Washington, DC — On Friday, June 13, the Cato Institute hosted a Capitol Hill briefing on “The Bitter Taste of Sugar Protectionism: How Congress and the U.S. Sugar Industry Kill Jobs, Raise the Cost of Living for Americans, and Compel U.S. Companies to Move Overseas.” During the event, policy experts discussed the history of the program, the cost to American consumers and the need for reform.

  • Daniel Pearson, Senior Fellow, Herbert A. Stiefel Center for Trade Policy Studies, Cato Institute: “[W]henever the domestic market has been threatened with becoming oversupplied, the sugar industry has advocated additional marketplace interventions to try to plug the gap. They are caught up in a protectionist cycle that they seem unable to escape, and are rightfully considered to be the most protectionist segment of U.S. agriculture.”
  • Daniel J. Ikenson, Director, Herbert A. Stiefel Center for Trade Policy Studies, Cato Institute: “Since 2000, sugar prices in the United States have been about on average 85 percent greater than the world average price. And that is adversely impacting consumers. It’s reduced their buying power. And it has hurt U.S. industries that rely on sugar as an important ingredient in producing their output.”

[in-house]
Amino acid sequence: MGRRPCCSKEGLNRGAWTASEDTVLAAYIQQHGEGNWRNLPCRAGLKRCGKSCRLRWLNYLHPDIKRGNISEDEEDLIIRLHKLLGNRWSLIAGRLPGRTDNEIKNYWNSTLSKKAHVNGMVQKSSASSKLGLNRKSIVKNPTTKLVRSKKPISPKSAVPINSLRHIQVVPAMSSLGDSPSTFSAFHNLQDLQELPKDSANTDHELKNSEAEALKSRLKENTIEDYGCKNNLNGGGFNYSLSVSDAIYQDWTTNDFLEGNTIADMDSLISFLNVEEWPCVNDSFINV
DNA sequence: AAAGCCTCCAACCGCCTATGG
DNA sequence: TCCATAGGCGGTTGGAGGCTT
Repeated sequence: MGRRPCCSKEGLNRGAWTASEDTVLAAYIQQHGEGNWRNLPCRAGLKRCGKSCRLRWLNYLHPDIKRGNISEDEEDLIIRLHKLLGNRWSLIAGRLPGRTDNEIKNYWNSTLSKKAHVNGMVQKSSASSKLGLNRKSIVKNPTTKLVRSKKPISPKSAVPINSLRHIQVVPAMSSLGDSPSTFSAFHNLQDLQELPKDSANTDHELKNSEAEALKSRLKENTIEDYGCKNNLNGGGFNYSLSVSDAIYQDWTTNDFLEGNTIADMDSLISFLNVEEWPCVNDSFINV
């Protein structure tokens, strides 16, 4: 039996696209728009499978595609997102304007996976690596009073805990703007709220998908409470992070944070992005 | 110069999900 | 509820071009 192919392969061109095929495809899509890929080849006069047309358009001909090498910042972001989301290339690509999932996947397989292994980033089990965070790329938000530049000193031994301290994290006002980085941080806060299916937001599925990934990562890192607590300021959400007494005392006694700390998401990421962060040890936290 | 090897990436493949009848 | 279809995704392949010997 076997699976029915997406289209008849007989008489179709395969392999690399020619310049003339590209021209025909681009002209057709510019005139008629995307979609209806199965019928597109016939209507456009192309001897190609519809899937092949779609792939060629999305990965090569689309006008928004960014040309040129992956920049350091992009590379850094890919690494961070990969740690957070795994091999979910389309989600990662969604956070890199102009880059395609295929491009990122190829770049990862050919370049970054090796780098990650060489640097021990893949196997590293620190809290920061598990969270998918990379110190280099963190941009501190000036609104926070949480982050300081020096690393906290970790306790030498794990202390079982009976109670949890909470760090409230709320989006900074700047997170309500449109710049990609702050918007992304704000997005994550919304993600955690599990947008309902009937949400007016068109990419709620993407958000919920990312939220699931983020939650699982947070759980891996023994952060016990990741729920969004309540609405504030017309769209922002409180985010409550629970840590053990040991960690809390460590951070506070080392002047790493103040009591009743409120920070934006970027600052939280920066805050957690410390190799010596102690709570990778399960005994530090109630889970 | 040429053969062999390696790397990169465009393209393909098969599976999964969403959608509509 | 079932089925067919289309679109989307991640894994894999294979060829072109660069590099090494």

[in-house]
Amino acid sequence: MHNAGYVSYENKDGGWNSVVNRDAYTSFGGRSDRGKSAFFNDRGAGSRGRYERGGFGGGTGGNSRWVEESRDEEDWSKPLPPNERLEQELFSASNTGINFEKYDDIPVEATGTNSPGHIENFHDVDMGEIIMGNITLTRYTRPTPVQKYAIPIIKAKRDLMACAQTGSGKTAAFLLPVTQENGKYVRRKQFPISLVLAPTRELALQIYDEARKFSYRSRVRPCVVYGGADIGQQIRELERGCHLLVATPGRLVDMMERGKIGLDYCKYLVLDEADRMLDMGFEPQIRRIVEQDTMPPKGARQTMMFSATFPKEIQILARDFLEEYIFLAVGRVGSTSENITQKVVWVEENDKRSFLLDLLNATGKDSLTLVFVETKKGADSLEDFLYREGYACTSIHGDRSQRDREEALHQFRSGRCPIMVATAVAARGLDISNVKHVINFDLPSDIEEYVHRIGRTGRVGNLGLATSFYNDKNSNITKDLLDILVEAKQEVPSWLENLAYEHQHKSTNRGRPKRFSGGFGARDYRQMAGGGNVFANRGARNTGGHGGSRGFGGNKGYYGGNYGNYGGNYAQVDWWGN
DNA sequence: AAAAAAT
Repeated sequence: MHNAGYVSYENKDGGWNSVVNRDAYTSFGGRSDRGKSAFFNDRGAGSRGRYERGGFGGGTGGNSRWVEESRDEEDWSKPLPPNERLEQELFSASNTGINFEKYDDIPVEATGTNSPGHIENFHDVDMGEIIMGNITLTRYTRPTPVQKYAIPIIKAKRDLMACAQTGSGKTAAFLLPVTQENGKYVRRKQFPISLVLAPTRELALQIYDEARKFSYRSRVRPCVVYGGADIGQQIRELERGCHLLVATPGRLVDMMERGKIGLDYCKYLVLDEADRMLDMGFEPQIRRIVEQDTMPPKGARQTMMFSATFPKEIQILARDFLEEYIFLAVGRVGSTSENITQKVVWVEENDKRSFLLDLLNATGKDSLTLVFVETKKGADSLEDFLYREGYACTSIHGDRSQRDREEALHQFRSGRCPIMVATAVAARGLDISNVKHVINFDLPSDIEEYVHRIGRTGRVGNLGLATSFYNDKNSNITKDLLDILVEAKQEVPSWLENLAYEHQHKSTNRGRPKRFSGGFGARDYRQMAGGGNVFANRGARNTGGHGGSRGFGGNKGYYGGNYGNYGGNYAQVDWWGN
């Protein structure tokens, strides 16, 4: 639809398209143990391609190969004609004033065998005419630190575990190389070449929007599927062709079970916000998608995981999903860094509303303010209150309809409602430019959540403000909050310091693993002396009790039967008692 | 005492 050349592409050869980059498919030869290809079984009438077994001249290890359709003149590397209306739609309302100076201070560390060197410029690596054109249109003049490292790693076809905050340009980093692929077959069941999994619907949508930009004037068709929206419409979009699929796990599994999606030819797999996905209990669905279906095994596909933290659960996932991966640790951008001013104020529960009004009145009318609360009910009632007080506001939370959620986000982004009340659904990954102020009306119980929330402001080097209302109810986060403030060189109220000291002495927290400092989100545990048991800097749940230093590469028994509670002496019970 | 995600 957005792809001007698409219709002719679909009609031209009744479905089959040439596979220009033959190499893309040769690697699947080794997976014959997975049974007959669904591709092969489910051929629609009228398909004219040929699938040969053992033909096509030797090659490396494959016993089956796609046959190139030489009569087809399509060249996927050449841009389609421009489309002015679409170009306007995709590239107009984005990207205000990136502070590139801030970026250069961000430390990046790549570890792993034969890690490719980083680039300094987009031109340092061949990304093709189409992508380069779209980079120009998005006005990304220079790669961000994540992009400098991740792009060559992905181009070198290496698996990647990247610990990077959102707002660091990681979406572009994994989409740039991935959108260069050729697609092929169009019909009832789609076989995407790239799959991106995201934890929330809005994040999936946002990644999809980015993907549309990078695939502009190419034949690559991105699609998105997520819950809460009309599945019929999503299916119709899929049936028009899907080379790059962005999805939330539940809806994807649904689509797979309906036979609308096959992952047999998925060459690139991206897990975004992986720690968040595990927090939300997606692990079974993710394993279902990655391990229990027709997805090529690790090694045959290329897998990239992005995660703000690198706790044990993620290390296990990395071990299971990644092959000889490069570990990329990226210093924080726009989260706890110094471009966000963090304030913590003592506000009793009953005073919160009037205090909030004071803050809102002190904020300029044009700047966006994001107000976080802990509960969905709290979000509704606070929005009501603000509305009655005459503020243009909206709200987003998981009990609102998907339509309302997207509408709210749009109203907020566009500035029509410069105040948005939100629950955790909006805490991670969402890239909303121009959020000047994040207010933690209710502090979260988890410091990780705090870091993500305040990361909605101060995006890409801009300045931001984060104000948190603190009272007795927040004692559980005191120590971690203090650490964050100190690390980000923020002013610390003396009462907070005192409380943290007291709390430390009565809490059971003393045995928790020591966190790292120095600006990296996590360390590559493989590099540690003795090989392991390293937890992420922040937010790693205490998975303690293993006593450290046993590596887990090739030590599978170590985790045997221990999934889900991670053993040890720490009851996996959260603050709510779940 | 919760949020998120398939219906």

• Ike Brannon, Fellow, The 4% Growth Project, George W. Bush Institute: “In the case of sugar … not only do consumers lose because we pay higher prices for anything with sugar in it, but laborers lose, as well. Sugar is a raw material for all kinds of things … and we can’t produce those things in a cost-effective basis in the United States anymore because of high sugar prices. … So who’s benefiting? If it’s not the workers, if it’s not the consumers, it’s a very small group of people who have sizable agricultural investments in producing sugar. … Very few people benefit from this, and it’s time we took a look at that.”

The Depression-era U.S. sugar program costs consumers and businesses up to $3.5 billion annually in the form of a hidden tax, while putting at unnecessary risk 600,000 American manufacturing jobs in all 50 states — all to provide subsidies to already profitable sugar producers.

In FY 2013 alone, the program cost American taxpayers nearly $300 million when USDA was forced to purchase excess domestic sugar and remove it from the U.S. market. And the program is set to cost taxpayers upwards of $600 million over the next 10 years based on the Congressional Budget Office’s April 2014 Baseline for Farm Programs.

For more information about U.S. sugar policy and why reform is long overdue to protect the nation’s consumers, food manufacturers and small businesses, visit  

About the Coalition for Sugar Reform:
The Coalition for Sugar Reform ( represents consumer, trade, and commerce groups, manufacturing associations, and food and beverage companies that use sugar — including confectioners, bakers, cereal manufacturers, beverage makers and dairy companies — as well as the trade associations for these industries.